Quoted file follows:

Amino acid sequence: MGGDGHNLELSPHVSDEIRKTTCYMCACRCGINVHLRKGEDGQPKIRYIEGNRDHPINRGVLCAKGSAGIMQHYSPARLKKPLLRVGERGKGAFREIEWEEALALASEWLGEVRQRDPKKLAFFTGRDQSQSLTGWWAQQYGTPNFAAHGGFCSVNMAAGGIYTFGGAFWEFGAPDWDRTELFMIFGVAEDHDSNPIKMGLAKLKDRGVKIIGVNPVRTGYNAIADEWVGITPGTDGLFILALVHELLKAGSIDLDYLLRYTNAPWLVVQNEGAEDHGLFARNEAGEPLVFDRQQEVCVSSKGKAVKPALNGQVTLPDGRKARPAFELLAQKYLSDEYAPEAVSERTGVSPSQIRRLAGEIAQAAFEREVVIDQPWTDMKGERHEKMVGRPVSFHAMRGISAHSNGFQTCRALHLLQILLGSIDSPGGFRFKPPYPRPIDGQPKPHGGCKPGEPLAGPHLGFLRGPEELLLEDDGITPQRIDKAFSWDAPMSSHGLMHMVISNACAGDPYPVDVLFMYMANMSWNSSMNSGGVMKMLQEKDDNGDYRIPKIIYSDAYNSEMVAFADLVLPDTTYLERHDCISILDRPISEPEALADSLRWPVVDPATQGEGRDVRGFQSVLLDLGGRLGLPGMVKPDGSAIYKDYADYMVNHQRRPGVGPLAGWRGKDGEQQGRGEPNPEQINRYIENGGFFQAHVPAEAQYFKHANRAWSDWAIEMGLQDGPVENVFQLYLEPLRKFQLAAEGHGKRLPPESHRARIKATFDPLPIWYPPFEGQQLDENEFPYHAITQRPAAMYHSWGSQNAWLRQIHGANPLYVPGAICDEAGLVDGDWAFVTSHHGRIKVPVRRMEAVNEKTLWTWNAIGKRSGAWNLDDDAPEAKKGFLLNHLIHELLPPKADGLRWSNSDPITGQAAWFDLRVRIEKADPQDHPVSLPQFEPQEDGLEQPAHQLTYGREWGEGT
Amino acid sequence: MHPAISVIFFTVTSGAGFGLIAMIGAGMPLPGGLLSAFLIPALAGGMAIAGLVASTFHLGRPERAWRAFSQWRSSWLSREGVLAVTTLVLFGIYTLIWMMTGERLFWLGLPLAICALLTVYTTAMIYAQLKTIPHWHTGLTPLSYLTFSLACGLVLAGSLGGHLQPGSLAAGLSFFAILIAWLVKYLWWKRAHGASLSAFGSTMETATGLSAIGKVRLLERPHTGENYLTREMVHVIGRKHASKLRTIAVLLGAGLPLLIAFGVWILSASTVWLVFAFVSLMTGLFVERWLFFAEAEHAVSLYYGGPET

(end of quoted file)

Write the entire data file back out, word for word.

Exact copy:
Amino acid sequence: MGGDGHNLELSPHVSDEIRKTTCYMCACRCGINVHLRKGEDGQPKIRYIEGNRDHPINRGVLCAKGSAGIMQHYSPARLKKPLLRVGERGKGAFREIEWEEALALASEWLGEVRQRDPKKLAFFTGRDQSQSLTGWWAQQYGTPNFAAHGGFCSVNMAAGGIYTFGGAFWEFGAPDWDRTELFMIFGVAEDHDSNPIKMGLAKLKDRGVKIIGVNPVRTGYNAIADEWVGITPGTDGLFILALVHELLKAGSIDLDYLLRYTNAPWLVVQNEGAEDHGLFARNEAGEPLVFDRQQEVCVSSKGKAVKPALNGQVTLPDGRKARPAFELLAQKYLSDEYAPEAVSERTGVSPSQIRRLAGEIAQAAFEREVVIDQPWTDMKGERHEKMVGRPVSFHAMRGISAHSNGFQTCRALHLLQILLGSIDSPGGFRFKPPYPRPIDGQPKPHGGCKPGEPLAGPHLGFLRGPEELLLEDDGITPQRIDKAFSWDAPMSSHGLMHMVISNACAGDPYPVDVLFMYMANMSWNSSMNSGGVMKMLQEKDDNGDYRIPKIIYSDAYNSEMVAFADLVLPDTTYLERHDCISILDRPISEPEALADSLRWPVVDPATQGEGRDVRGFQSVLLDLGGRLGLPGMVKPDGSAIYKDYADYMVNHQRRPGVGPLAGWRGKDGEQQGRGEPNPEQINRYIENGGFFQAHVPAEAQYFKHANRAWSDWAIEMGLQDGPVENVFQLYLEPLRKFQLAAEGHGKRLPPESHRARIKATFDPLPIWYPPFEGQQLDENEFPYHAITQRPAAMYHSWGSQNAWLRQIHGANPLYVPGAICDEAGLVDGDWAFVTSHHGRIKVPVRRMEAVNEKTLWTWNAIGKRSGAWNLDDDAPEAKKGFLLNHLIHELLPPKADGLRWSNSDPITGQAAWFDLRVRIEKADPQDHPVSLPQFEPQEDGLEQPAHQLTYGREWGEGT
Amino acid sequence: MHPAISVIFFTVTSGAGFGLIAMIGAGMPLPGGLLSAFLIPALAGGMAIAGLVASTFHLGRPERAWRAFSQWRSSWLSREGVLAVTTLVLFGIYTLIWMMTGERLFWLGLPLAICALLTVYTTAMIYAQLKTIPHWHTGLTPLSYLTFSLACGLVLAGSLGGHLQPGSLAAGLSFFAILIAWLVKYLWWKRAHGASLSAFGSTMETATGLSAIGKVRLLERPHTGENYLTREMVHVIGRKHASKLRTIAVLLGAGLPLLIAFGVWILSASTVWLVFAFVSLMTGLFVERWLFFAEAEHAVSLYYGGPET